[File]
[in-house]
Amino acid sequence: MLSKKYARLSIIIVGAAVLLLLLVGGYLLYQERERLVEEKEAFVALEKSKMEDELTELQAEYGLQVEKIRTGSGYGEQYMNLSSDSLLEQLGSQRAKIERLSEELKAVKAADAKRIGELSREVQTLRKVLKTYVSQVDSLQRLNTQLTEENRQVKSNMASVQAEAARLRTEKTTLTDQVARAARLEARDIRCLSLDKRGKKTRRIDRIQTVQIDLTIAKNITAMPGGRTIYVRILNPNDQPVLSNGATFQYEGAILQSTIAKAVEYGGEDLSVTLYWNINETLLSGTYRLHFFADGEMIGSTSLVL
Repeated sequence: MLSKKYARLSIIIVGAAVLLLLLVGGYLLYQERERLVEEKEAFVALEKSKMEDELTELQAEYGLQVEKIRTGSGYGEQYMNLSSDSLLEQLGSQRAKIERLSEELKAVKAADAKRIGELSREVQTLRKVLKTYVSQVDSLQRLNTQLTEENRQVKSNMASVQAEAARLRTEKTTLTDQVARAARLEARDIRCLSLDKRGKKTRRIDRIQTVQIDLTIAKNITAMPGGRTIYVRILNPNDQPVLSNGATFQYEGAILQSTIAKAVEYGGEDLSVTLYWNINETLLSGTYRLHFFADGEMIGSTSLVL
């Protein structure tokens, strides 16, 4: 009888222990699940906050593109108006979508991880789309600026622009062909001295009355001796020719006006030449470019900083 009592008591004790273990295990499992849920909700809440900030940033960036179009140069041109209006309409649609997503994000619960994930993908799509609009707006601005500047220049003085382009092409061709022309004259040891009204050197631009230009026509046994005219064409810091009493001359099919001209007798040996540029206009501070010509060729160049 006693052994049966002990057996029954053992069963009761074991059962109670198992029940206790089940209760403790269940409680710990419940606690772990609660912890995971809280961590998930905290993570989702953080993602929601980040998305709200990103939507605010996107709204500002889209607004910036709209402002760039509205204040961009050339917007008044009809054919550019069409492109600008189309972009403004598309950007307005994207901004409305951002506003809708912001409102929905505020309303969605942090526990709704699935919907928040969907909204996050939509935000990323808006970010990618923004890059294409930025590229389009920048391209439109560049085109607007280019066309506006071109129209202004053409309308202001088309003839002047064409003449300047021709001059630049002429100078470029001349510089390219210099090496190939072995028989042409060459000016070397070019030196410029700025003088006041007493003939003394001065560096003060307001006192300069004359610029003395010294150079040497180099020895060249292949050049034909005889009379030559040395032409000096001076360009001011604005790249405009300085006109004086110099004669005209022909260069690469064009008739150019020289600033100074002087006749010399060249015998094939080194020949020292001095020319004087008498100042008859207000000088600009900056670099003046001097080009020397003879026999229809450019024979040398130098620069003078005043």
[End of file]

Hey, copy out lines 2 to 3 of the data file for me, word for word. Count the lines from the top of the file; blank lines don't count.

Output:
Amino acid sequence: MLSKKYARLSIIIVGAAVLLLLLVGGYLLYQERERLVEEKEAFVALEKSKMEDELTELQAEYGLQVEKIRTGSGYGEQYMNLSSDSLLEQLGSQRAKIERLSEELKAVKAADAKRIGELSREVQTLRKVLKTYVSQVDSLQRLNTQLTEENRQVKSNMASVQAEAARLRTEKTTLTDQVARAARLEARDIRCLSLDKRGKKTRRIDRIQTVQIDLTIAKNITAMPGGRTIYVRILNPNDQPVLSNGATFQYEGAILQSTIAKAVEYGGEDLSVTLYWNINETLLSGTYRLHFFADGEMIGSTSLVL
Repeated sequence: MLSKKYARLSIIIVGAAVLLLLLVGGYLLYQERERLVEEKEAFVALEKSKMEDELTELQAEYGLQVEKIRTGSGYGEQYMNLSSDSLLEQLGSQRAKIERLSEELKAVKAADAKRIGELSREVQTLRKVLKTYVSQVDSLQRLNTQLTEENRQVKSNMASVQAEAARLRTEKTTLTDQVARAARLEARDIRCLSLDKRGKKTRRIDRIQTVQIDLTIAKNITAMPGGRTIYVRILNPNDQPVLSNGATFQYEGAILQSTIAKAVEYGGEDLSVTLYWNINETLLSGTYRLHFFADGEMIGSTSLVL